How to Choose A Fly Fishing Guided Trip in NC

How to Choose A Fly Fishing Guided Trip in NC

How to choose a fly fishing guided trip in NC can seem like a daunting task at first for the general public. Some search for trips like going on Travelocity attempting to save $$ for their experience on the water. These will typically not ensure the best-valued experience overall. Others think that a brick and mortar fly shop will offer the best-valued experience overall for a day. Once again these will typically fall into the Golden Arches approach of “you get what you pay for” for the day.

I am partial to the concept of independent guides typically offer greater value to the client. Google Al Troth in Dillon, MT if you need more proof. Al guided often on the Big Hole and Beaverhead Rivers from 1973 until his death in 2012. The man invented the most popular fly with the Elk Hair Caddis. He also re-invented the Pheasant tail nymph from Frank Sawyer with the use of modern materials. Two of the most popular fly patterns ever used for fly fishers. Did Al work for a brick and mortar shop? Did he work for Orvis? No, he was an independent guide all of his years in retirement-sharing his love of the sport with others.

Most of my independent guide friends across the country also go the extra effort to accomplish credentials through Fly Fishers International with teaching casting, have first aid qualifications, and many have ACA whitewater training on top of that! These are just a few examples of going the extra step to better their personal journey of fly fishing. They are tied to their businesses because they are the sole owners. No one works harder for quality when they are directly tied to their own business! Many are among the most accomplished I know for their area of discipline. They also consistently set the levels of par on their home waters.


Keep You Coming Back-Lack of Instruction

Most of the brick and mortar shops will offer you averages of what is expected. Less experienced guides that typically lob bobbers throughout the day for your experience. They tend to not offer much advice for casting obviously when you look at most of the trips on the water. Not just on my local rivers here in NC, but all over the country! The Yellowstone this summer had hundreds of guide trips on the river when we stayed south of Livingston. Most of these folks lobbed bobbers less than a few feet past the oars!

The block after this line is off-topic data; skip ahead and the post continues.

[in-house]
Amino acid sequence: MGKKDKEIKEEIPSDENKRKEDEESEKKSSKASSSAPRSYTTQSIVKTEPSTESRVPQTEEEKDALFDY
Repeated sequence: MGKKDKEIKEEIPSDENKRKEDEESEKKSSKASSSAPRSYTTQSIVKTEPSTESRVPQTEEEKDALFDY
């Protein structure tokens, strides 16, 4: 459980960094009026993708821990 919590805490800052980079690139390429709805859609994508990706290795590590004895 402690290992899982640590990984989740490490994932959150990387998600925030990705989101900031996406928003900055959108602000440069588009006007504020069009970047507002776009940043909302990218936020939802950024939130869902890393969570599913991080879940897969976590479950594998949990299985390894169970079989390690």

The sport has seen such an increase the past few years with new fly fishers which is very positive for the sport. I constantly ask myself is the sport heading in a positive direction with education or is it a regression? In many ways, brick and mortar franchises are directly responsible for the regression because they tend to be more concerned with selling gear than teaching.

Fly fishing is a very small segment for fishermen in the United States. Conventional tackle fisherman equal roughly 50 million people! Less than 10% pursue fly fishing out of that figure. If instructors fail to teach about reading water, temperature, hook sets, casting, tactics, and strategies overall then they are not really teaching you how to conquer water on your own for your next adventure. In other words, if you stay dependent on always having to get a guide for a fishing trip it is because you have not learned these things on your own. Doing your homework on these matters is really up to you the consumer for a positive experience on the water.


Check Instructor Qualifications

It is for this reason I often think America as a whole is regressing. Fly fishing is not about your fly line, your rod, your leader, or your fly-it is about you! It is also about FUN and your overall experience on the water. You can have fun and still learn to build your knowledge base for improving your skills. If your experience on the water made you better to conquer challenges as they arise down the road than you had a great teacher.

Gather your information wisely because it really is the first step for heading down the right path for your fly fishing journey! This weekend had huge numbers of folks from the Buckeye FFI chapter and the Charlotte TU club on the water. I wonder where they got their information on fishing conditions before planning this excursion? We normally are seeing trout numbers in the 80’s this time of year. Presently those numbers are lower due to all of the hot record breaking temps.

Next time you shop online choosing a guide look at the number of years they have pursued fly fishing. There are certifications for casting (FFI), Red Cross first aid, whitewater experience (ACA), and many others that indicate a level of professionalism.